Forced evictions are incompatible with these obligations: they directly violate the human right to adequate housing. Under international human rights law, states must ensure that evictions only occur in exceptional circumstances and require full justification, given their adverse impact on a wide range of internationally recognized human rights.

Despite Cambodia’s constitutional recognition of international human rights treaties, their practical implementation still needs to be improved. Specifically, Cambodia has embraced two United Nations directives concerning the right to housing and protection against land grabbing. While these directives are not legally binding, they do place a strong obligation on state parties to adhere.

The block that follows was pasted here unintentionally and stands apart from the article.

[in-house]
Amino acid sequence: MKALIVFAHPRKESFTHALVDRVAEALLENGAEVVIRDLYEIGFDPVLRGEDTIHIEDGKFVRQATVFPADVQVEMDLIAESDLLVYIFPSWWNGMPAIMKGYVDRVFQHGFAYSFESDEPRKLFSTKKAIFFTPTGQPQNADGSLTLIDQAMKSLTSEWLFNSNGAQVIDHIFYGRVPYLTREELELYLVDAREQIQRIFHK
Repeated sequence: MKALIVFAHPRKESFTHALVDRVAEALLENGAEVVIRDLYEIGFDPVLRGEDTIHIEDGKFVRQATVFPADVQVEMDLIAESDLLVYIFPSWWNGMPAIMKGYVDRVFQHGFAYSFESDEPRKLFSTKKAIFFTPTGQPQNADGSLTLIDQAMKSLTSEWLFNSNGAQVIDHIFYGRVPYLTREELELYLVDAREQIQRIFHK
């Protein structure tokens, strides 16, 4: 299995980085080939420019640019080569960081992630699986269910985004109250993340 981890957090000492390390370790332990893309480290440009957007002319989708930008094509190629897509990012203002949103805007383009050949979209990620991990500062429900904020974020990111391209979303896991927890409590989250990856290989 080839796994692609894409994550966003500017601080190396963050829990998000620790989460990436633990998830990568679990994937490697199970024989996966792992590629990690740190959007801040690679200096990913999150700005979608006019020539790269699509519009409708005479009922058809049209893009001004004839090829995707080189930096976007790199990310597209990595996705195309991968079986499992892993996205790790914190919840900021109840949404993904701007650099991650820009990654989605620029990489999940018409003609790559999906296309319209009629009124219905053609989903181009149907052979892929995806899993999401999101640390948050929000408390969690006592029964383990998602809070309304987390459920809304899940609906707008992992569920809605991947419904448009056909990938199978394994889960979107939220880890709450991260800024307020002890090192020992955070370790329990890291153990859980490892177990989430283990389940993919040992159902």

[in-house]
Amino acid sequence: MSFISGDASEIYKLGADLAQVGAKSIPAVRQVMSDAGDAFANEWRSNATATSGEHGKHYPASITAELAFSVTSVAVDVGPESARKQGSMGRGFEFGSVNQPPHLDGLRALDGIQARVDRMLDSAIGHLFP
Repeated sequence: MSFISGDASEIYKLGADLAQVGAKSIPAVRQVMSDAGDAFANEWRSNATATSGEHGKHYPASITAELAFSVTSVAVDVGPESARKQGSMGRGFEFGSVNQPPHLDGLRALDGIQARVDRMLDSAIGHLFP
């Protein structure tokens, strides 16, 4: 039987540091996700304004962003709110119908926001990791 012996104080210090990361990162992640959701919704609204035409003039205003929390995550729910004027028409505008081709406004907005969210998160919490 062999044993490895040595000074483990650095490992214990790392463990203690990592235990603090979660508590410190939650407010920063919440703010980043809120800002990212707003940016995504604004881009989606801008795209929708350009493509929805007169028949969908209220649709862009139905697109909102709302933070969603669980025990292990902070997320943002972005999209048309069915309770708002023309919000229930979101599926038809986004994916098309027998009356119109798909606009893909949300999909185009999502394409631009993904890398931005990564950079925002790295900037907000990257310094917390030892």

Firstly, the Basic Principles and Guidelines on Development-Based Evictions presented in 2007 by the Special Rapporteur on Adequate Housing to the Human Rights Council (A/HRC/4/18, Annex I), state that the international community bears an obligation “to promote, protect, and fulfill the human right to housing, land, and property.” Secondly, General Comment No.7 on forced evictions by the Committee on Economic, Social and Cultural Rights delineates that “evictions should only be carried in exceptional circumstances and in full accordance with relevant provisions of international human rights and humanitarian law.” Both documents condemn forced evictions as “egregious violations of human rights” and emphasize the government’s responsibility to provide “fair compensation and suitable alternative housing” that guarantees access to “essential sustenance, clean water and sanitation, basic shelter and housing, livelihood opportunities, and previously relied-upon communal resources.”